As evidenced by Mark Thompson’s experimental can-opening performance piece from the 2015 season, CSA PGH has been open to a range of work since it first began in 2013. The program, founded by three artists and an art appreciator, has committed to supporting six or more artists per year. Participating artists have realized a variety of projects, including ceramic milk bottles, Afrofuturist sculptures, dip-dyed beach towels with printed poetry, and fabric garlands that spell out phrases sourced from Craigslist.
Casey Droege, an original co-founder and the current manager of the CSA, noted that several artists who participated in the program have shared feedback that it pushed them to try out new ideas and begin new series.
2015 CSA PGH artist Reiko Yamamoto created 20 different sets of hand-thrown ceramics. Photo by Alexis Gideon.
Dayton Visual Arts Center CSA
The four artists who participate annually in the Dayton Visual Arts Center CSA get the benefit of having their work broadcast, via email, to the thriving organization’s 75 regional partner museums and galleries. But according to Eva Buttacavoli, the executive director of DVAC, it is the opportunity to support local artists creating experimental work that is the most exciting aspect of the program.
“I would say the number one thing for the artists is the opportunity to get paid to make new work,” Buttacavoli says of the program, which began in 2016.
Shares are available for either $350 for unframed works, or $650 framed, and the 2018 season offerings rang from a digital print to a limited edition etching.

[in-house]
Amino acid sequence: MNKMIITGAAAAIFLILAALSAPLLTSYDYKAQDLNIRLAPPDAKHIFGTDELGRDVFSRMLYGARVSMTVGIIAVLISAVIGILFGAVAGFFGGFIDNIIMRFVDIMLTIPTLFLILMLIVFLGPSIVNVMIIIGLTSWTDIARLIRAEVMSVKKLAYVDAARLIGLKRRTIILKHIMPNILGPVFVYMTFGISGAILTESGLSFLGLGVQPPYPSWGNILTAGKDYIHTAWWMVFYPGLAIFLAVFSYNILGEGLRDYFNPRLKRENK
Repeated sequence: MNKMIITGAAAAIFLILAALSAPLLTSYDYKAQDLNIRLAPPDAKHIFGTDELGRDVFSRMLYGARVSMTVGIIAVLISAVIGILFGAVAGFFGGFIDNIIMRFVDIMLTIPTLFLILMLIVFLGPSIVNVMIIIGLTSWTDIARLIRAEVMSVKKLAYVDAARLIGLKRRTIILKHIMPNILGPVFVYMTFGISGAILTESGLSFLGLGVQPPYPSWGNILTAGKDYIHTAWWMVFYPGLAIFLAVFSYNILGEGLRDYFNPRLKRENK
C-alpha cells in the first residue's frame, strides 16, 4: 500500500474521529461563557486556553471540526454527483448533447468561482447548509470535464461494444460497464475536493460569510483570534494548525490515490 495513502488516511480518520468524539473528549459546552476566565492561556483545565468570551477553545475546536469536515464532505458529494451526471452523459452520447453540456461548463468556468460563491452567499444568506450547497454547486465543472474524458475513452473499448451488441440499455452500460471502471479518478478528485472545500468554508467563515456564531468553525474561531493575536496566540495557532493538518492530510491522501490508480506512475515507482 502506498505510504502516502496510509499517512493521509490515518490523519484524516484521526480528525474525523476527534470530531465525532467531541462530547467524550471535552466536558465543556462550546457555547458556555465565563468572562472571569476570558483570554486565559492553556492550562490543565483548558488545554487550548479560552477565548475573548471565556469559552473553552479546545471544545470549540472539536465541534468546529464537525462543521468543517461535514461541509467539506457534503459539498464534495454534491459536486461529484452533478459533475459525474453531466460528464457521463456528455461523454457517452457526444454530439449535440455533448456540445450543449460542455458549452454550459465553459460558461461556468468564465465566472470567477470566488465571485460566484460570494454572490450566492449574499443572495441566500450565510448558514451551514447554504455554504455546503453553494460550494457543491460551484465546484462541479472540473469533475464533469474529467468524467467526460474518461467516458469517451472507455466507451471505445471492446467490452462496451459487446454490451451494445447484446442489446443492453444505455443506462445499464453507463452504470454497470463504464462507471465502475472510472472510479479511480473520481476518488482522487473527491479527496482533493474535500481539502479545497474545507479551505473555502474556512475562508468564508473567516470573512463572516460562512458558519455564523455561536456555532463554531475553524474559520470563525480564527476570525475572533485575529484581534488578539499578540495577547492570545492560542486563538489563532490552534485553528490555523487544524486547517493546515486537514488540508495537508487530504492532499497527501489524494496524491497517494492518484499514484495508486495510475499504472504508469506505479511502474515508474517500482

Northwest Indiana is not generally considered an art center, not even by the artists who live and work there. But this Valparaiso-based CSA, founded in 2015, has helped them form a network, allowing them not only to meet a loyal group of shareholders (many of whom have repeatedly purchased one of the limited 50 shares, sold at $175 each), but also one another. One of the artists participating in the 2015 season, painter Robin Janota, was so inspired by her peers that she herself bought a share the following year.
Valpo CSA actively tries to support artists in a variety of media, and at different stages in their careers. Its most recent call for artists requested applications from musicians, writers, fiber artists, and designers in efforts to extend its reach.
Arts nonprofit WonderRoot’s mission, which is to affect social change through the arts, is manifested in its CSA. The program aims to foster burgeoning art collectors, offering shares at three price points (from $200 to $600) and artworks ranging from prints and photographs to original paintings and sculpture.
The veteran program, now in its 10th season, is also devoted to keeping artists in the Atlanta community by investing in them financially and creatively.
As a WonderRoot CSA infographic simply puts it, “Shareholder’s home is filled with beautiful art or unique gifts for friends. Artists eat and create more art. Atlanta prospers with a vibrant local arts ecology.”